Human beings by nature are creatures of habit. These habits are things or tendencies that are done in specific patterns which can be done consciously or unconsciously. As martial artists we call these patterns kata or a set of pre-determined movements. We drill and drill these katas so that they become "natural" or habituated. We need them to become "natural" so that our brains can use the habituated movements for pattern recognition. Pattern recognition?
When we are confronted by an opponent, we don't have any idea of what they will do. This confrontation happens in a blink of an eye and we must act. Our brains group things into patterns based on similarities. Therefore, when we are attacked, our brains act appropriately according to the recognized pattern. The circumstance of ikkyo might not be ideal but the brain picks up on any similarity in the attack that one might employ ikkyo and thus pulls out the ikkyo file to be used. Haven't you ever been in class and the teacher changes to another technique with the same attack and on the first try you do the previous technique? That is your brain's usage of pattern recognition.
Every person has a tendency. The tendency is what every cop or heist show on TV is based upon. The bad guy knows that the good guy always eats dinner at this one restaurant so they either plan to attack them or burglarize his house as he drinks the same latte at the same time everyday.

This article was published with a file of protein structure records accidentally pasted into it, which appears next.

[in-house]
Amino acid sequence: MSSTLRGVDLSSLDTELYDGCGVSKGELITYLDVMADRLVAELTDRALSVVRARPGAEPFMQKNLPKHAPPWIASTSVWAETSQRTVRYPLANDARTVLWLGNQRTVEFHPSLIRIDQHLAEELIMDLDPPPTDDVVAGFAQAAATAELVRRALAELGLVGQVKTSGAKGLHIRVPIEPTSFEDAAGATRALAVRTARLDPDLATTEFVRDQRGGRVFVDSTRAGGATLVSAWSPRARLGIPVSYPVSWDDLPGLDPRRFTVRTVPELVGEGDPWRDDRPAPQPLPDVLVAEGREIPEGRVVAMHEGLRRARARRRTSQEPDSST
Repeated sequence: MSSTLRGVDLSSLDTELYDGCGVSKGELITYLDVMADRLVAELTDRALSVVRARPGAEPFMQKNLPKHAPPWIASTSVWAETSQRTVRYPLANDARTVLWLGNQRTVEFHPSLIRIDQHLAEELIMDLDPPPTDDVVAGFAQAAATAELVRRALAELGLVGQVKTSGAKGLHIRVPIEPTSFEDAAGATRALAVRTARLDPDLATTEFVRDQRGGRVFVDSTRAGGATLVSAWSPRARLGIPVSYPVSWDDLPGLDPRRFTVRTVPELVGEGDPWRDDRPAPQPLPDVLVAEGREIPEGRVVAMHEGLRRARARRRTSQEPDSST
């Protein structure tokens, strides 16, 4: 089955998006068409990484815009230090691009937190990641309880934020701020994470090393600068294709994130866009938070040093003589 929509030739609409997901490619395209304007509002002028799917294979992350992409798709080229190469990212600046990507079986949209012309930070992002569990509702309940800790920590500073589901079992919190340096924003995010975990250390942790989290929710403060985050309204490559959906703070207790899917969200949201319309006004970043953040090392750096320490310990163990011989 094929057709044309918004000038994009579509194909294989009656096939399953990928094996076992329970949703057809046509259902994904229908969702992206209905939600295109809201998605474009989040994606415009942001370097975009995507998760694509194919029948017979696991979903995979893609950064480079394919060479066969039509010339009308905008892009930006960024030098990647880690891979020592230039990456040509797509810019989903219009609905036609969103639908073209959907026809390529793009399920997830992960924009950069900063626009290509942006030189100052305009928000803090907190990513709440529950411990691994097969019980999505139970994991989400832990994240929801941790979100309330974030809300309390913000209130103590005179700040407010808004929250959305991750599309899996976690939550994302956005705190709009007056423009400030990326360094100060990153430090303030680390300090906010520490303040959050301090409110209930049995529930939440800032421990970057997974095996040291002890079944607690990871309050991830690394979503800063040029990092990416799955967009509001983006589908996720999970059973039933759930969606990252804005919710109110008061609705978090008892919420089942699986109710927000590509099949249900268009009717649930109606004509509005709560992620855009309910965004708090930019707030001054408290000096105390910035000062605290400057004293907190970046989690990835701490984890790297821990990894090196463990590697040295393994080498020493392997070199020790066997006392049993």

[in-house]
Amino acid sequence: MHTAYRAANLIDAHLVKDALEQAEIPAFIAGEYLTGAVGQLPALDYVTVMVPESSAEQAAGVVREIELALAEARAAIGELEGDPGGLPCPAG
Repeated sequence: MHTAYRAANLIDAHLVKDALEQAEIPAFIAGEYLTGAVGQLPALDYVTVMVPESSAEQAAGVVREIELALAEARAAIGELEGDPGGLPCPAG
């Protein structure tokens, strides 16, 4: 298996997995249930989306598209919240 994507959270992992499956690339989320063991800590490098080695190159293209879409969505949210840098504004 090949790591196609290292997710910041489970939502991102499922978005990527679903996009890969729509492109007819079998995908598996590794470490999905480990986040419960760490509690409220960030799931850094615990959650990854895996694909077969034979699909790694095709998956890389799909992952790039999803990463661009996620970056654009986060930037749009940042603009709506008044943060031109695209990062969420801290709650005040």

We use this strategy in martial arts as well. We train and train to get good at a technique like ikkyo so that when our opponent presents us with an ikkyo like situation we can capitalize it - we recognized that this can lead us to use ikkyo and we seize the opportunity. In order for our brains or instincts to have the "aha" moment when we recognize the pattern, we must train and not just superficially. We must train like crazy so that movement becomes "natural" or second nature. Only then can we use our habits or patterned behaviors to our advantage. No training means no habits. Having no habits means we will be left thinking about what to do when the time comes and possibly miss the boat or as Sensei was fond of saying "The moment has passed."